The N Line adds more visual drama to Hyundai's crossover.
Earlier this month, Hyundai confirmed that a high-performance Kona N was on its way. It will become the first crossover in the company's portfolio to get the high-performance N treatment. While it's expected that full-fat N versions of Hyundai's other SUVs will follow suit, these are supposed to be practical family vehicles, so perhaps Hyundai's less hardcore N Line - mostly featuring sporty aesthetic add-ons - would be a better fit.
With all that in mind, Hyundai has just taken the covers off of the Tucson N Line. First teased last year, the N Line enhances the already daring design of the latest Tucson. While the N Line shares distinctive styling elements with lesser Tucson models like the cleverly integrated daytime running lights within that geometric grille, there are numerous changes.
The grille itself is said to be positioned taller and wider than on the regular model, while the grille elements have new edges that create more dramatic reflections. The lower air intake has grown in size, black bezels surround the headlamps, and the N Line badge has been incorporated into the front grille.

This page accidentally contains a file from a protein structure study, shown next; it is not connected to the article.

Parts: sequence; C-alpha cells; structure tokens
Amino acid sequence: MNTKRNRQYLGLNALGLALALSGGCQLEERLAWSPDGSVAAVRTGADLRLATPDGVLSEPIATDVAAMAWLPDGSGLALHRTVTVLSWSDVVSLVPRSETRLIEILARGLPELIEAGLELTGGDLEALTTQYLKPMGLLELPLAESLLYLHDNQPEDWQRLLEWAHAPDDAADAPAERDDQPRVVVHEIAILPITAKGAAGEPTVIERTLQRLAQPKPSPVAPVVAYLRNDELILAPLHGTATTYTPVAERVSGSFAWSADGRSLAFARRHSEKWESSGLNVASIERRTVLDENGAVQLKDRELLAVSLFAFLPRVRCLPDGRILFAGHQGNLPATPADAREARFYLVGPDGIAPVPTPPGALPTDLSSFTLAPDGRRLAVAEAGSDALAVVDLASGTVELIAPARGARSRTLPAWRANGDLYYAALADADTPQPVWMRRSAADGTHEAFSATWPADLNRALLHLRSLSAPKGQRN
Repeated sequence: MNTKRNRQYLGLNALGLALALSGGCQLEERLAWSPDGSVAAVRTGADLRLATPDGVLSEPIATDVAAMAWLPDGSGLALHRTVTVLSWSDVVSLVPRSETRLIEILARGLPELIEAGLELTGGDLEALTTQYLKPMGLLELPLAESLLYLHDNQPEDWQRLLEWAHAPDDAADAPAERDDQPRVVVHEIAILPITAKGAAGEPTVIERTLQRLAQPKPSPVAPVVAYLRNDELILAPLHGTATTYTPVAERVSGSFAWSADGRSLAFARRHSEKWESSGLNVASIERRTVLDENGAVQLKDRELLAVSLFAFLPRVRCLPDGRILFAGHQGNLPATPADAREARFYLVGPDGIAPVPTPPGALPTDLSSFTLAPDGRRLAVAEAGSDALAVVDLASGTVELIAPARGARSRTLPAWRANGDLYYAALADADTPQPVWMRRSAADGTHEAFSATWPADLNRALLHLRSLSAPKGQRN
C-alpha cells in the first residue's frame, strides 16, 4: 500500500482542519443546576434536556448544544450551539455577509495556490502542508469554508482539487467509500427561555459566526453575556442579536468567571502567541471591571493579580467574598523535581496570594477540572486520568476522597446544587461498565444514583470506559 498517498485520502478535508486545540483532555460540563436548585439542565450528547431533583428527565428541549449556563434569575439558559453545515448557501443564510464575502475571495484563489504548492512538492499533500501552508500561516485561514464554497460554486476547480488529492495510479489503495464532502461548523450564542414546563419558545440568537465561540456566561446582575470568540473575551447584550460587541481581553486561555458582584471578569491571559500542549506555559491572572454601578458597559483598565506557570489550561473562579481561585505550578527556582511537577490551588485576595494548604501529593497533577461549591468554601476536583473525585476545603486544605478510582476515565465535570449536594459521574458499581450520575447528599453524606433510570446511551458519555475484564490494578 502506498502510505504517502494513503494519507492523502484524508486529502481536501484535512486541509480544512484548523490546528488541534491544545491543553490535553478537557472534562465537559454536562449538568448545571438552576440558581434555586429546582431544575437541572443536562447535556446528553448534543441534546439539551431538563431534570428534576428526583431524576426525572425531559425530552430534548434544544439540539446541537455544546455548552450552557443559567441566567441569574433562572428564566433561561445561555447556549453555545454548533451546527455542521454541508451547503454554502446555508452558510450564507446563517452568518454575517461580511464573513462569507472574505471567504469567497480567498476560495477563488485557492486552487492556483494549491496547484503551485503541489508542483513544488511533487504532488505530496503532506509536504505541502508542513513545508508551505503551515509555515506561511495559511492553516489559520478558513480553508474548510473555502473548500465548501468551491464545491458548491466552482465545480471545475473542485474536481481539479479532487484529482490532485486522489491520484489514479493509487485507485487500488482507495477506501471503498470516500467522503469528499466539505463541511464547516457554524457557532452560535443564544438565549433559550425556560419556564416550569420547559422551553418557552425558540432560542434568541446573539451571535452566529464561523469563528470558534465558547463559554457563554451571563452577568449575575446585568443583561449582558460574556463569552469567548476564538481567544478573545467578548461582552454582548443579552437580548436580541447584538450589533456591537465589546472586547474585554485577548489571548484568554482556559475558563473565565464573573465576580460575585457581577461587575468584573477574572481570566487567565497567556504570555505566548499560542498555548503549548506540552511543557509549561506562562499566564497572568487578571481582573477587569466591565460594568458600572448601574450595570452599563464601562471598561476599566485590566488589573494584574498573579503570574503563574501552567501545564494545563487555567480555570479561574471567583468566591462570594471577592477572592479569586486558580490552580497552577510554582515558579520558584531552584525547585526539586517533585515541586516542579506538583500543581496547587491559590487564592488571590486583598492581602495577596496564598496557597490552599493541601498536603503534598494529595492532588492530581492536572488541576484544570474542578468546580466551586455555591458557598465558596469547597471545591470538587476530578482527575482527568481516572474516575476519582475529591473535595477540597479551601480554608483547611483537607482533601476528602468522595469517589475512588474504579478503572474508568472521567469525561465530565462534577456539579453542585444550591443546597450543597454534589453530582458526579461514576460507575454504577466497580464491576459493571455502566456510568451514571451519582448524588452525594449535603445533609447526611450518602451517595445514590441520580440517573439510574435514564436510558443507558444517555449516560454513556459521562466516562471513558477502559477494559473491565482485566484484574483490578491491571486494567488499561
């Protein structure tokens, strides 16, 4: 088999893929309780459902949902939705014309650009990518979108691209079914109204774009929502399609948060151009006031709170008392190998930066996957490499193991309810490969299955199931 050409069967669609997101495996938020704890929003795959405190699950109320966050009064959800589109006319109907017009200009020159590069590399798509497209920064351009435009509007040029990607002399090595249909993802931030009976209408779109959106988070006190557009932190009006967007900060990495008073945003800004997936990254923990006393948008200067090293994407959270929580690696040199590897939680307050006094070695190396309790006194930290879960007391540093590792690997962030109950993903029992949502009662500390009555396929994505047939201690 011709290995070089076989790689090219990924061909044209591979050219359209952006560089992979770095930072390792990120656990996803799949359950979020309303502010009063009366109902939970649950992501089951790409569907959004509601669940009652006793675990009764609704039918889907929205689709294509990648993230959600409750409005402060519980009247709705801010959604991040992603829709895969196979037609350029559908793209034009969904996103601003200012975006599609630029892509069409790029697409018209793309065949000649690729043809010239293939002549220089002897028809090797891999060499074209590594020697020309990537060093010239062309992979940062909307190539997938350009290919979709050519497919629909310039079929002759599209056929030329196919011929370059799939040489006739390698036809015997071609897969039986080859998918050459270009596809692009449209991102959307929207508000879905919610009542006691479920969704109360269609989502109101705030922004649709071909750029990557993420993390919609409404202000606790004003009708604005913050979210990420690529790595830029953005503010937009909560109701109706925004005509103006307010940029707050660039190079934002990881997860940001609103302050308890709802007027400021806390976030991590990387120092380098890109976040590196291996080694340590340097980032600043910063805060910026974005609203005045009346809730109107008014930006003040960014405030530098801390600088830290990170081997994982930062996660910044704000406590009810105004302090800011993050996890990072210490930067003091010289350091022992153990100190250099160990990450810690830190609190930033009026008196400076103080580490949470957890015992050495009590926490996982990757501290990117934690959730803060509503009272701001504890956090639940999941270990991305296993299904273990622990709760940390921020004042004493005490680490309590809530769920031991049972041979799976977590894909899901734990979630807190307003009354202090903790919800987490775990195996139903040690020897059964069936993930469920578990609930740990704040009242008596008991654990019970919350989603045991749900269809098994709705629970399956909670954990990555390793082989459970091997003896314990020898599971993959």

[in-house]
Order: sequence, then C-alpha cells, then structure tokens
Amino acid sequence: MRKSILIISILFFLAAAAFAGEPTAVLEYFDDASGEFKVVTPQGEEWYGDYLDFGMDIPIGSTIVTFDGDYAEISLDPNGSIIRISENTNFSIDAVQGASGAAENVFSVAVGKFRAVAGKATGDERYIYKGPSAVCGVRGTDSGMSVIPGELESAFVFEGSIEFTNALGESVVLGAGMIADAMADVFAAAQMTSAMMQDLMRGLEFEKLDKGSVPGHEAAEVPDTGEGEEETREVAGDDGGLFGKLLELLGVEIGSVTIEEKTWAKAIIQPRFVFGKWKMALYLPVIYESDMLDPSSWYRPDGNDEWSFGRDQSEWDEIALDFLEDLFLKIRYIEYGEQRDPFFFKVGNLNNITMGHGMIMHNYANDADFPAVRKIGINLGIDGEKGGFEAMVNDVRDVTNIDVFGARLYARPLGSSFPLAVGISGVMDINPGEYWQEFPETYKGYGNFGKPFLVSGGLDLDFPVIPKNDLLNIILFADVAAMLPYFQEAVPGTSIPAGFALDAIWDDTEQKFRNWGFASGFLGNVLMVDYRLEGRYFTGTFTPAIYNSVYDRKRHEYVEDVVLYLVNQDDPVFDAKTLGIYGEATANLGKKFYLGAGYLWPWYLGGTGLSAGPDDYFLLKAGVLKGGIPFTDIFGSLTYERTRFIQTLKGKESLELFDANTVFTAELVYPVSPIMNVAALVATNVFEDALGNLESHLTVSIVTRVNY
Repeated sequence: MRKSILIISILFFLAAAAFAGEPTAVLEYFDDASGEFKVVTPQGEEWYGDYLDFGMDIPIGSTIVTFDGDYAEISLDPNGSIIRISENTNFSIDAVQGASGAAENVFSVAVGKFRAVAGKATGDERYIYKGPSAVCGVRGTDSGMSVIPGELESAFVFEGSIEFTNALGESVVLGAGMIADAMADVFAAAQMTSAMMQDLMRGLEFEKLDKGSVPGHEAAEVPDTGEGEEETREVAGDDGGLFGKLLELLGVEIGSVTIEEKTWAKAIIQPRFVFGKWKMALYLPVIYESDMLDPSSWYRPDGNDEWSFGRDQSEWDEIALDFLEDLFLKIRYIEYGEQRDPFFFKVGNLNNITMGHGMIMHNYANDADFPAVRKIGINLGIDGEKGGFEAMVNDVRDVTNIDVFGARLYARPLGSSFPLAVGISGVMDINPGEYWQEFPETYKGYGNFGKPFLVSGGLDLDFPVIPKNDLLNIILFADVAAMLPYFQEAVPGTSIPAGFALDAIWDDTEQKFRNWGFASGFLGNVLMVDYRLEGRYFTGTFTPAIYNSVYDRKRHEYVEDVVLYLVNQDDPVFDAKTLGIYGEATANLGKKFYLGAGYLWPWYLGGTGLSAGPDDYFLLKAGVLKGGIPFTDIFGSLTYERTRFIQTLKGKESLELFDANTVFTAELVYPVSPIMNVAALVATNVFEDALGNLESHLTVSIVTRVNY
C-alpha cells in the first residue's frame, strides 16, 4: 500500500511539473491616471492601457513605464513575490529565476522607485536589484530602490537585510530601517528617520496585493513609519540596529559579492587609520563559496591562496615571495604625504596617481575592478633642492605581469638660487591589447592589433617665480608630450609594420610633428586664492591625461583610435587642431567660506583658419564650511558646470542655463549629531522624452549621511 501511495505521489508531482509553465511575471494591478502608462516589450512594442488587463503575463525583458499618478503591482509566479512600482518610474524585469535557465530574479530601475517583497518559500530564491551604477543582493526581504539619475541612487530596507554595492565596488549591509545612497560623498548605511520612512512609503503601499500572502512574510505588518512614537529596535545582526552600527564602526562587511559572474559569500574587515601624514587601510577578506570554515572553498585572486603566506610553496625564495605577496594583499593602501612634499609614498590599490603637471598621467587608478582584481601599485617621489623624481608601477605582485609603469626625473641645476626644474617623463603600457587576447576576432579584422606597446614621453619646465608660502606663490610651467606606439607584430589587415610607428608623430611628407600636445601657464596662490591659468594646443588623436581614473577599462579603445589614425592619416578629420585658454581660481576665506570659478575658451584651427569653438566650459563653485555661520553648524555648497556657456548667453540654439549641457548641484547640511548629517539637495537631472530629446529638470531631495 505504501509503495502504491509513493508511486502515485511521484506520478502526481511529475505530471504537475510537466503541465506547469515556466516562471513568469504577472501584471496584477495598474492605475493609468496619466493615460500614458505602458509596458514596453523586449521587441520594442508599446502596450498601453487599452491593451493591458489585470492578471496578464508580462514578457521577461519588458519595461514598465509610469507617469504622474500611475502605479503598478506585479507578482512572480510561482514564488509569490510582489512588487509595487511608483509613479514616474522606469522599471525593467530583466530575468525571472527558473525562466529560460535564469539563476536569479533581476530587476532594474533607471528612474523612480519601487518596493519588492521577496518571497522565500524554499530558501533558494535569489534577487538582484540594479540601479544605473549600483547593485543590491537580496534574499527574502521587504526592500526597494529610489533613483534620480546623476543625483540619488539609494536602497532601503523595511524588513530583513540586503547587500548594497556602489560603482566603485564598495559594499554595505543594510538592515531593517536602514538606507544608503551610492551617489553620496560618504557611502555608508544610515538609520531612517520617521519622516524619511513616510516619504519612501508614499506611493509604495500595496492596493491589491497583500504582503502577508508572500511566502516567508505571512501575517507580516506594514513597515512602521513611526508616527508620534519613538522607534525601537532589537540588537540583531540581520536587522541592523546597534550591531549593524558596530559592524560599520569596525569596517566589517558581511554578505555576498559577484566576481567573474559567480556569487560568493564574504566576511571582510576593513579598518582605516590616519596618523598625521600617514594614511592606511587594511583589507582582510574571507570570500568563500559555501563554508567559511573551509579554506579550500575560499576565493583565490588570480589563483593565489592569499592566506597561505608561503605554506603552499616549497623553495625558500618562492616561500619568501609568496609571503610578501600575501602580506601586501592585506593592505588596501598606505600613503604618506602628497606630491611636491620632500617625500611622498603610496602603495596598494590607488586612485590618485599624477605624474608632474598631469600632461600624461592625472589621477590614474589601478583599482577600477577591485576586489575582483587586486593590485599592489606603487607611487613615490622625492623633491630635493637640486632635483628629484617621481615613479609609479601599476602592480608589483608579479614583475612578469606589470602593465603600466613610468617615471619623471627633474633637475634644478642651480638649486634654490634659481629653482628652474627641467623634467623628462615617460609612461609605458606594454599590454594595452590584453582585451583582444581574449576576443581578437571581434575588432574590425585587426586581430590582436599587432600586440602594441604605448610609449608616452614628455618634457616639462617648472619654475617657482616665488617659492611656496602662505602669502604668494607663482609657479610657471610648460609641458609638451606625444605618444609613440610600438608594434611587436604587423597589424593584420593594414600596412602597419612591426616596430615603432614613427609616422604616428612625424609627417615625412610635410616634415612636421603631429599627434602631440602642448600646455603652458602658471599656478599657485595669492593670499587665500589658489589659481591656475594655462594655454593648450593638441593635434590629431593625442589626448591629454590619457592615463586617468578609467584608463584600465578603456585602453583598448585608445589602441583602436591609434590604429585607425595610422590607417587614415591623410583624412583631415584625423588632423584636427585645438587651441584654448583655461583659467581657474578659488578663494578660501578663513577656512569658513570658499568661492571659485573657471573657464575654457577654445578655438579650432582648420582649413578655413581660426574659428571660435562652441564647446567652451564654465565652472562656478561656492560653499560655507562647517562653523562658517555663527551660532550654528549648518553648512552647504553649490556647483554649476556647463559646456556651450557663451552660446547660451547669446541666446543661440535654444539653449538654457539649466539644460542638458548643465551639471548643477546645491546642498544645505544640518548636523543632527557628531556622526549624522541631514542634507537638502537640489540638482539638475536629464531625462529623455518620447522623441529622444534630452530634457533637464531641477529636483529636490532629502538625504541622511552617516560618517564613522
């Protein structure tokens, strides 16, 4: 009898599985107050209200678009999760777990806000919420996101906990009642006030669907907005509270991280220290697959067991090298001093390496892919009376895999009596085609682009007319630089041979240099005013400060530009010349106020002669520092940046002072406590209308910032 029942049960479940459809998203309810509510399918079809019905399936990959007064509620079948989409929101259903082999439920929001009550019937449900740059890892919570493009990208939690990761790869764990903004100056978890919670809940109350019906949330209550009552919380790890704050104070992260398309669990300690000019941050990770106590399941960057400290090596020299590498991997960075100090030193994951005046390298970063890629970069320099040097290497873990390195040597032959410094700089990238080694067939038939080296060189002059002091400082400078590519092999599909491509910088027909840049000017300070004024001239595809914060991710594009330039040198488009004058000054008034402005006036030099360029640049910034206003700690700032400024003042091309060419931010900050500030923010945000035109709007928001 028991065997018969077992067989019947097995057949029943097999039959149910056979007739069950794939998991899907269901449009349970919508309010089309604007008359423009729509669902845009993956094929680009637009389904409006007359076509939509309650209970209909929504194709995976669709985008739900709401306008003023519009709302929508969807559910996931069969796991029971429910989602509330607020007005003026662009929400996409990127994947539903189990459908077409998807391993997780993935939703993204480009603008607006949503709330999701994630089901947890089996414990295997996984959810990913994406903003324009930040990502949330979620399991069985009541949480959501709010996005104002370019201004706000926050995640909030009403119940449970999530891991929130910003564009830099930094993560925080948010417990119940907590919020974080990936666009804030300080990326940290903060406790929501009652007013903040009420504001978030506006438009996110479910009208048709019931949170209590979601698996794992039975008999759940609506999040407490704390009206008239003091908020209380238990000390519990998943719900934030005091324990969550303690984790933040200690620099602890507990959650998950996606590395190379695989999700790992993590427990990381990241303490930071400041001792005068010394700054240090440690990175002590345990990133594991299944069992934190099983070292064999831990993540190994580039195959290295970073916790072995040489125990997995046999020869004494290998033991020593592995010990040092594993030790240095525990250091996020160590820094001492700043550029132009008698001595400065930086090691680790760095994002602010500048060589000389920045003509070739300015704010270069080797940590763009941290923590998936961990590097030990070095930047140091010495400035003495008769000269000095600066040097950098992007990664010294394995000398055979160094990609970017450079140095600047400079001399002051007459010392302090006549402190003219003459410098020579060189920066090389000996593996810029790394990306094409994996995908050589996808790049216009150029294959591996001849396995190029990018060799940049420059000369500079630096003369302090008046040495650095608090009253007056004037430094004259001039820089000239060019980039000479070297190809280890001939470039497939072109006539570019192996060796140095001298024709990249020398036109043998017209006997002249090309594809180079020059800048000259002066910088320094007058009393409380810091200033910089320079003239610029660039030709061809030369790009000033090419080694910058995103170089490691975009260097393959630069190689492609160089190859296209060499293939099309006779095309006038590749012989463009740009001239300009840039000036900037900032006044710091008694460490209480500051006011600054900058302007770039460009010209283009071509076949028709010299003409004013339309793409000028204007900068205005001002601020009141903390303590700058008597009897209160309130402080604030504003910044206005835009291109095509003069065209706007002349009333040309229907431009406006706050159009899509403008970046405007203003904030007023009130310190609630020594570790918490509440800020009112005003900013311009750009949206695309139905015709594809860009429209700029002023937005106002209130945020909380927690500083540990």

As with many performance-inspired models, the more liberal use of black trim is noticeable. The wing mirrors are finished in Phantom Black while a so-called daylight opening (DLO) along the sides gets a glossy black finish. New alloy wheels measure 19-inches in size and boast parametric patterns that complement other aspects of the SUV's design.
At the back, there is a new aerodynamic spoiler that is longer than on the standard Tucson, while a lower diffuser and red reflector band add to the sporty look. Twin tip muffler exhaust outlets complete the view from the back. A choice of seven exterior colors includes the N Line-exclusive Shadow Grey which can be paired with an available roof in Phantom Black.
In the stylish cabin, N-branded sport seats are finished in a blend of black suede, leather, and red stitching. Other touches are a new N steering wheel, a black headliner, and metal pedals, while more subtle N logos are dotted around the interior.
The Tucson N Line shares the regular N Line's selection of powertrains, besides the less powerful diesel. The most powerful of these is the 1.6-liter T-GDI plug-in hybrid with 261 horsepower. If you want more power from your Tucson, you'll need to hope that the 340-hp Tucson N gets the green light. However, Hyundai has made some effort to differentiate the Tucson N Line on the dynamic front. The Electronically Controlled Suspension (ECS) has been uniquely tuned for this variant, with enhanced responses in Sport mode and improved steering feel.
In Europe, the Tucson N Line will be available in spring 2021, although hybrid/PHEV versions will only follow in the summer. A US release date has yet to be announced and the same goes for pricing.